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Aerial view from the church around the Wiltshire village of Bromham in Wiltshire, near to the towns of Calne, Melksham, Devizes and Chippenham

Old soldiers celebrate with a tipple

By Bromham Webmaster, Mar 22 2018 08:19PM

OLD soldier Vic Reed from Bromham, near Devizes, celebrated his 99th birthday with his lifelong friend and comrade Ivor Gardner, who will in turn be 99 in December.


Mr Reed, on the left in our picture, happily shared a drop of the 'good ole mountain dew' with his friend.


The two men joined the army together in 1937 and three years ago were honoured by the French government for their part in the Normandy landings in 1944 when they were made Chevaliers de la Legion d' honneur.


Having joined the local T.A. before the war, they disembarked on Gold Beach on June 6, 1944 as members of the mortar platoon of The Wiltshire Regiment.


They were inseparable until Mr Reed received leg wounds at Else, near Nijmegen, and was repatriated. He nearly lost his legs, but finally made a full recovery.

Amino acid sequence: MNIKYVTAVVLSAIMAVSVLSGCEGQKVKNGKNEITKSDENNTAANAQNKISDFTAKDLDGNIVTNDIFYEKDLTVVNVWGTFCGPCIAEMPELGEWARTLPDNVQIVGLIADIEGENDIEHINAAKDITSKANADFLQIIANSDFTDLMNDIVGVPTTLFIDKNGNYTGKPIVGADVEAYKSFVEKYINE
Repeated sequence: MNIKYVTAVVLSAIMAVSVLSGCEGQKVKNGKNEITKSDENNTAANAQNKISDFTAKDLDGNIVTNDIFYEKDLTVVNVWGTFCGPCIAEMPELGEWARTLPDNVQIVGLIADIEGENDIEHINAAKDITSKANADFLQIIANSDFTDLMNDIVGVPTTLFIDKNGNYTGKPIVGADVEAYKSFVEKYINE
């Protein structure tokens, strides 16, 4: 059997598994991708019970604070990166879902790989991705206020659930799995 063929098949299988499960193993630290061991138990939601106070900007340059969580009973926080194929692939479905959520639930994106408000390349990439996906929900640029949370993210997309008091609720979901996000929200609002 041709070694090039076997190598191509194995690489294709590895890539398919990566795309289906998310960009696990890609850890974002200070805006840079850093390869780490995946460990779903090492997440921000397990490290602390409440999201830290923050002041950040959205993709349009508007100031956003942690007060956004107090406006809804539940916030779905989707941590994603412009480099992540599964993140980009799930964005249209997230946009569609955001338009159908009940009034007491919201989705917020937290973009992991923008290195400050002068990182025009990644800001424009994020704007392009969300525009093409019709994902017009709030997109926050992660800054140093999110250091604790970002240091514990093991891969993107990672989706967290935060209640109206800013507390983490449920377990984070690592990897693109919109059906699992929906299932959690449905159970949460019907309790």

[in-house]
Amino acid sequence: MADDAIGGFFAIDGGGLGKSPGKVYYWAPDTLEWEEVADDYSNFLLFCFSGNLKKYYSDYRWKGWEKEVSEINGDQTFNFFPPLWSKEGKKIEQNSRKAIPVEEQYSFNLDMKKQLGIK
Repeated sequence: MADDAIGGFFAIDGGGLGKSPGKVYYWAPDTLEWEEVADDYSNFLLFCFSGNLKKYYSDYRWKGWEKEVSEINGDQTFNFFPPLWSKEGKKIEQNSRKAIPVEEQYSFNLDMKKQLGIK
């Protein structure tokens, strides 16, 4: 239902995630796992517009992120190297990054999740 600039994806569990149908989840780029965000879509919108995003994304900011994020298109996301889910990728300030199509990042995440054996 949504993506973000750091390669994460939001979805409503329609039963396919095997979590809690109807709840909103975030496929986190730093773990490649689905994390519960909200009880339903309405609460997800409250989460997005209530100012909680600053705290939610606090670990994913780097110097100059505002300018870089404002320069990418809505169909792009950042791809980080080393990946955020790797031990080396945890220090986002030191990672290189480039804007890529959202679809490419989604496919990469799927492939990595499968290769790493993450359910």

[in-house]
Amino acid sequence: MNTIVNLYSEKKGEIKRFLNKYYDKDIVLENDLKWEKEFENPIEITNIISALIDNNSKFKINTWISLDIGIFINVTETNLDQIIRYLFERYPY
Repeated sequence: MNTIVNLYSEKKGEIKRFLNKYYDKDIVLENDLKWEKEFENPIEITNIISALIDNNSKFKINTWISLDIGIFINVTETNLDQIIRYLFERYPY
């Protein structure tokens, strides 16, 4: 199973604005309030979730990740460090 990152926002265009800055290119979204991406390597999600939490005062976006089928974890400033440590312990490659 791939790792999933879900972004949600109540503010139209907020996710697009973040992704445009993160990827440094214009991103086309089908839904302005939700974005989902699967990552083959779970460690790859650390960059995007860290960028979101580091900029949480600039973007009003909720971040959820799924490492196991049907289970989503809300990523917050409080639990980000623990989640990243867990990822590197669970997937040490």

Mr Gardner fought on, to be a member of the relief party at Belsen. Since the war, they have remained close friends.


Peter Holt the standard Bearer from Bromham branch of the Royal British Legion said: "Good luck and many happy returns to this gallant gentleman."


The two men first became friends at Bromham Primary School and were together in The Bell at Bromham, which later became the Oliver Cromwell and is now an Indian restaurant, on the first Sunday evening following the outbreak of war in September, 1939.


A sergeant arrived and told them to meet in Devizes the next morning to join the Wiltshire Regiment.


Mr Gardner said a the time of them receiving their French honour: "We managed to stay together and were in the same platoon. I think we were just lucky that it worked out that way."


During the immediate months after landing on the beaches, they were engaged in many of the key battles to liberate France from the Germans. Both men attained the rank Sergeant.


They then took part in the liberation of Belgium before carrying on into Holland. It was near the Dutch town of Nijmegen that the two were finally separated when Mr Reed was seriously wounded in battle and had to return to England, where he spent many months in hospital.


The two men were helped to get their medals by friend Ray Cargill after French President Francoise Hollands announced in 2014 all surviving veterans who had fought in the liberation of France would be given France's highest award for bravery.


Gazette and Herald - 16 March 2018

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View from the tower of SAt Nicholas Church, Bromham, Wiltshire